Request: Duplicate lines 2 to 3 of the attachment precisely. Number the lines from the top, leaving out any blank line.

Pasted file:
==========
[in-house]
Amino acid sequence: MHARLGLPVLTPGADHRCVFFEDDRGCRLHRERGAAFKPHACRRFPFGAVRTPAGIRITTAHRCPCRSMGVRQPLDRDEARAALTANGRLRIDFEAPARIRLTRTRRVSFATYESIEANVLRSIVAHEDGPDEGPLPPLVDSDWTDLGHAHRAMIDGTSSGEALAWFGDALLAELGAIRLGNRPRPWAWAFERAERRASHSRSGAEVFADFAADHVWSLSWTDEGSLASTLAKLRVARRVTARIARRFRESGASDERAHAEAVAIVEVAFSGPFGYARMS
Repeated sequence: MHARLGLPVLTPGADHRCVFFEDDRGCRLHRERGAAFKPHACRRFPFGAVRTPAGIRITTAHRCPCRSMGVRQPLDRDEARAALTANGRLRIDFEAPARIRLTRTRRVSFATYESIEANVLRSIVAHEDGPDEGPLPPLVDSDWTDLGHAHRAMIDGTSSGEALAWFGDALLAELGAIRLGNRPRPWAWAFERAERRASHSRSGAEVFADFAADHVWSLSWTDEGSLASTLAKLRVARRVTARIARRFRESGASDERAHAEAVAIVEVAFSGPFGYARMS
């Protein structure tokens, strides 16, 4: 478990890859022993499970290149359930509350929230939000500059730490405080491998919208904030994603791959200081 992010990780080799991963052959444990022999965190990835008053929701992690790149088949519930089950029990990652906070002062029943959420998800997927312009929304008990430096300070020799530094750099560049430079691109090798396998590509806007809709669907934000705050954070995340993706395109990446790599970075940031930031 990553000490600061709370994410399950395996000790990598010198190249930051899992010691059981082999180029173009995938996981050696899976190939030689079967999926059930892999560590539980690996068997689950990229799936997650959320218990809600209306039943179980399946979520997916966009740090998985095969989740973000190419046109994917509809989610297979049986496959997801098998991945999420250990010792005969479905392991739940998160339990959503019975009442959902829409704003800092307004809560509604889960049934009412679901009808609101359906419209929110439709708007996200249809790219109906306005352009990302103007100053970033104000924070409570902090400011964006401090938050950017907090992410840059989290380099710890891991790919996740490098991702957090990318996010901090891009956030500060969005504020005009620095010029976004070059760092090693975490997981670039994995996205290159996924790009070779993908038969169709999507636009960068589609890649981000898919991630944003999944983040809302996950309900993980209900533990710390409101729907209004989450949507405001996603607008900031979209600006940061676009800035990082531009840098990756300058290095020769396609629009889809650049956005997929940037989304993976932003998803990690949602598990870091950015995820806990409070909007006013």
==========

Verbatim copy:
Amino acid sequence: MHARLGLPVLTPGADHRCVFFEDDRGCRLHRERGAAFKPHACRRFPFGAVRTPAGIRITTAHRCPCRSMGVRQPLDRDEARAALTANGRLRIDFEAPARIRLTRTRRVSFATYESIEANVLRSIVAHEDGPDEGPLPPLVDSDWTDLGHAHRAMIDGTSSGEALAWFGDALLAELGAIRLGNRPRPWAWAFERAERRASHSRSGAEVFADFAADHVWSLSWTDEGSLASTLAKLRVARRVTARIARRFRESGASDERAHAEAVAIVEVAFSGPFGYARMS
Repeated sequence: MHARLGLPVLTPGADHRCVFFEDDRGCRLHRERGAAFKPHACRRFPFGAVRTPAGIRITTAHRCPCRSMGVRQPLDRDEARAALTANGRLRIDFEAPARIRLTRTRRVSFATYESIEANVLRSIVAHEDGPDEGPLPPLVDSDWTDLGHAHRAMIDGTSSGEALAWFGDALLAELGAIRLGNRPRPWAWAFERAERRASHSRSGAEVFADFAADHVWSLSWTDEGSLASTLAKLRVARRVTARIARRFRESGASDERAHAEAVAIVEVAFSGPFGYARMS